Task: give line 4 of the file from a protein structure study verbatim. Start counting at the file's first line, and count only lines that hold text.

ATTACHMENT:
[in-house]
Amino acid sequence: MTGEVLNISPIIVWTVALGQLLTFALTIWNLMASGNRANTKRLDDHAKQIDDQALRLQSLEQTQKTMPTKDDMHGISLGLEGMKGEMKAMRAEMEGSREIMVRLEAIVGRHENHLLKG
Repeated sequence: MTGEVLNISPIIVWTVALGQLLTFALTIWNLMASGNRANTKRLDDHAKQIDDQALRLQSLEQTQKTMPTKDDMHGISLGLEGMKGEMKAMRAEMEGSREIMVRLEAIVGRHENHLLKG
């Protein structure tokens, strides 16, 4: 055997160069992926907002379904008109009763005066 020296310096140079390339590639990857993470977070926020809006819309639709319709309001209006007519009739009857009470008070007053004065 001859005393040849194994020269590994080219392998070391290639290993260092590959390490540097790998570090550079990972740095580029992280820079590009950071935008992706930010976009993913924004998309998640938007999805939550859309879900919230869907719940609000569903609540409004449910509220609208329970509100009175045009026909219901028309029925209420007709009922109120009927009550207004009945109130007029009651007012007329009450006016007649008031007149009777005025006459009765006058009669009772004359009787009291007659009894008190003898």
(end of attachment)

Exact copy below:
């Protein structure tokens, strides 16, 4: 055997160069992926907002379904008109009763005066 020296310096140079390339590639990857993470977070926020809006819309639709319709309001209006007519009739009857009470008070007053004065 001859005393040849194994020269590994080219392998070391290639290993260092590959390490540097790998570090550079990972740095580029992280820079590009950071935008992706930010976009993913924004998309998640938007999805939550859309879900919230869907719940609000569903609540409004449910509220609208329970509100009175045009026909219901028309029925209420007709009922109120009927009550207004009945109130007029009651007012007329009450006016007649008031007149009777005025006459009765006058009669009772004359009787009291007659009894008190003898």